This 2016 New York Times Bestseller is an interestingly modern, late-1920’s rendition of the classic Disney tale that leaves a lot to be desired. While some concepts are well thought out, others are haphazardly assembled with little to no context other than that of common Snow White and the Seven Dwarves knowledge. Set in the late 1920’s after the stock market crash, our magic mirror is replaced with a stock market ticker that spits out vague messages.
“You…Or Another…Young…Beloved…White As Snow…. Kill.”
We have an evil stepmother / broadway star hell bent on obtaining her husbands riches after he was unaffected by the stock market crash. Bitter about the amount left to her in her late husband’s will, our evil stepmother sets out to kill our precious Samantha “Snow” White because that is the only way she will gain her riches. Thus our small orphaned child is forced to flee to the city streets of New York after she is warned that her stepmother is after her.
“She isn’t like no other woman. She’s powerful. Dangerous. Don’t go back, kid. Don’t ever go back. I’ll do what I can. But I can’t promise you it’ll be alright.”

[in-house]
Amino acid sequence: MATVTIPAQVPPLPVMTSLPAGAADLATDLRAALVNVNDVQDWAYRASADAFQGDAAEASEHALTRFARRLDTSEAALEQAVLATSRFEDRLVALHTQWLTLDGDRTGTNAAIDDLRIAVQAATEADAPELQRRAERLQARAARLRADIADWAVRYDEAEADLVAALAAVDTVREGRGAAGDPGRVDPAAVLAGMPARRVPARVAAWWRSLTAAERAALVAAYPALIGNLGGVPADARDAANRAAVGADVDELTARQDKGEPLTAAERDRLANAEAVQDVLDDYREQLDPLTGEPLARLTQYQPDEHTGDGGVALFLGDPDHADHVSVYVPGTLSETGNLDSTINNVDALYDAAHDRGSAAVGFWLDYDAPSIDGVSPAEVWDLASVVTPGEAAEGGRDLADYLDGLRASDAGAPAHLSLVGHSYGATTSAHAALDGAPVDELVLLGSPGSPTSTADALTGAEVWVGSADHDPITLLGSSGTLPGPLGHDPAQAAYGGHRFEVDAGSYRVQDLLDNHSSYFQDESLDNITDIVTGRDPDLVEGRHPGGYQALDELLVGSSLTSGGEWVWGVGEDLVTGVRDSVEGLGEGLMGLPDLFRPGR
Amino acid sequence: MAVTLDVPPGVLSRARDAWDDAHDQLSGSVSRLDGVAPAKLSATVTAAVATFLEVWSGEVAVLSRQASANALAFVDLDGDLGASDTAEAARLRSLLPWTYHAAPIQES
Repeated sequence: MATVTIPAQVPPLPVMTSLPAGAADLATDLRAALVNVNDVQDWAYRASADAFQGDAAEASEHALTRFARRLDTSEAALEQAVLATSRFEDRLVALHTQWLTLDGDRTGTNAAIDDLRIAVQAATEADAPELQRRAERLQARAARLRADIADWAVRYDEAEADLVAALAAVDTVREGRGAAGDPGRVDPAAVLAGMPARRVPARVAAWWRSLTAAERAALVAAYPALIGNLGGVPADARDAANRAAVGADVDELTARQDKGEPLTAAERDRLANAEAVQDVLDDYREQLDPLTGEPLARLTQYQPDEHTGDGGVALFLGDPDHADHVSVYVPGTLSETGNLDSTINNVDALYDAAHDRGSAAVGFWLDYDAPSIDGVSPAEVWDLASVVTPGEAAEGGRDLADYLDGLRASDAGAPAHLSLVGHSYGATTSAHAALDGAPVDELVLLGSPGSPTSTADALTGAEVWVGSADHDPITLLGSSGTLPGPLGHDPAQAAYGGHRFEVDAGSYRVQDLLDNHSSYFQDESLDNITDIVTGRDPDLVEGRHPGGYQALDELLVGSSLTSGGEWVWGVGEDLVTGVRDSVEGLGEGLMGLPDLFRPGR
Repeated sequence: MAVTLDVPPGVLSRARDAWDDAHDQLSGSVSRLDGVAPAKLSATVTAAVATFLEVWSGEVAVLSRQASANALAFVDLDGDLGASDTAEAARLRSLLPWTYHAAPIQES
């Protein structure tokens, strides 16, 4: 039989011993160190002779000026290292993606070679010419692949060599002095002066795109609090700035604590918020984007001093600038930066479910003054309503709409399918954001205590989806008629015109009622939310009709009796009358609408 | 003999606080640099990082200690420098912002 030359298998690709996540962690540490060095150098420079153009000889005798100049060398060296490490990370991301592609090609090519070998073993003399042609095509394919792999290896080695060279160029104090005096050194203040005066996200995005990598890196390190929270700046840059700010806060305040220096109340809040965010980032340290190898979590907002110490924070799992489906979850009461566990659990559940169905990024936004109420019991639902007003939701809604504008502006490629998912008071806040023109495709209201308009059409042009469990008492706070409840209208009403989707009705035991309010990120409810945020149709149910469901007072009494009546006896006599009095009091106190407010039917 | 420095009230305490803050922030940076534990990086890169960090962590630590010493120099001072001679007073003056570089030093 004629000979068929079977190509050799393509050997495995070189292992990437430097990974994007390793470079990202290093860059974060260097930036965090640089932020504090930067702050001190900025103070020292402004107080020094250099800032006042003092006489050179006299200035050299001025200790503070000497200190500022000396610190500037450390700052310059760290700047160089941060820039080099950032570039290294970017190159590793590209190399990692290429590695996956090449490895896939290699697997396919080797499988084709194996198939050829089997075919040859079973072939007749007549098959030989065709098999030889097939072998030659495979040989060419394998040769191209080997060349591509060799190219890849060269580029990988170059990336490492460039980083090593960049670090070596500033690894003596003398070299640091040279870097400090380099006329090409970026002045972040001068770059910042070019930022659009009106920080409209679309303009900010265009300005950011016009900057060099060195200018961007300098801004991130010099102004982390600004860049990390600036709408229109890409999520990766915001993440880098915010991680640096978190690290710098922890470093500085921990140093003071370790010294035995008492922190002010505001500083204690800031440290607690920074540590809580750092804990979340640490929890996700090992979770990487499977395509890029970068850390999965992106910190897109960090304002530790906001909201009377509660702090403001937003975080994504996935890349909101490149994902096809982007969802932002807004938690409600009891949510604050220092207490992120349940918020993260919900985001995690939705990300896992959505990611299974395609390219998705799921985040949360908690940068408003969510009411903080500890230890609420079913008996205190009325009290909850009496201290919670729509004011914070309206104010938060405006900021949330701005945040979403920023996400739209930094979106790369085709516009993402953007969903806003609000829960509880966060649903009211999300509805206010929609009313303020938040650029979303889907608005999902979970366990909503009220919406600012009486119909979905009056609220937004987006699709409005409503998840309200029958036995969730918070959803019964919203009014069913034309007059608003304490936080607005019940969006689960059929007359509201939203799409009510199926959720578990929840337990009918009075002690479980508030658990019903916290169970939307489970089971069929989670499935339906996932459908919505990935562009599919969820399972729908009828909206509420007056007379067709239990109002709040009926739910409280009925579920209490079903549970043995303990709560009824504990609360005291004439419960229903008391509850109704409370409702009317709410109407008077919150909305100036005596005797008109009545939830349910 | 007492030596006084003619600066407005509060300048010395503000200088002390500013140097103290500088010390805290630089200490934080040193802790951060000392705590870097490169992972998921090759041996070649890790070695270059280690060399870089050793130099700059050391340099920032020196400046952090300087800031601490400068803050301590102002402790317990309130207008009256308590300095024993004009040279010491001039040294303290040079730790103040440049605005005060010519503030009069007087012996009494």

Accompanied by seven small boys, Samantha “Snow” White is taken into the safety of a warehouse just before being poisoned by her stepmother in stage makeup and a beggar’s costume selling apples on the street. She’s chased by the boys into her own theater and then to the roof where she grasps some live wires and is killed.
Much like the original, Snow White is dropped into a powerful slumber and, unlike the original, the seven orphaned boys sneak her into a window display at the Macy’s store surrounded by her favorite festive holiday scenery. This is where police and detectives find her body and for some reason one detective chooses to kiss her before pronouncing her dead. Just like in the original Disney animated cartoon when a prince comes out of nowhere and decides to start macking on a corpse. But our Snow White springs to life, adopts the seven boys and lives… yeah, well, you know.
I love this take and I love what the author was trying to do. But it felt like someone gave him a set number of pages and told him to cram the whole story in with as little dialogue as possible. This graphic novel is in need of a glow up. Better dialogue, new-aged story line, and a longer timeline; otherwise it’s just Snow White in graphic novel form set in the 20’s.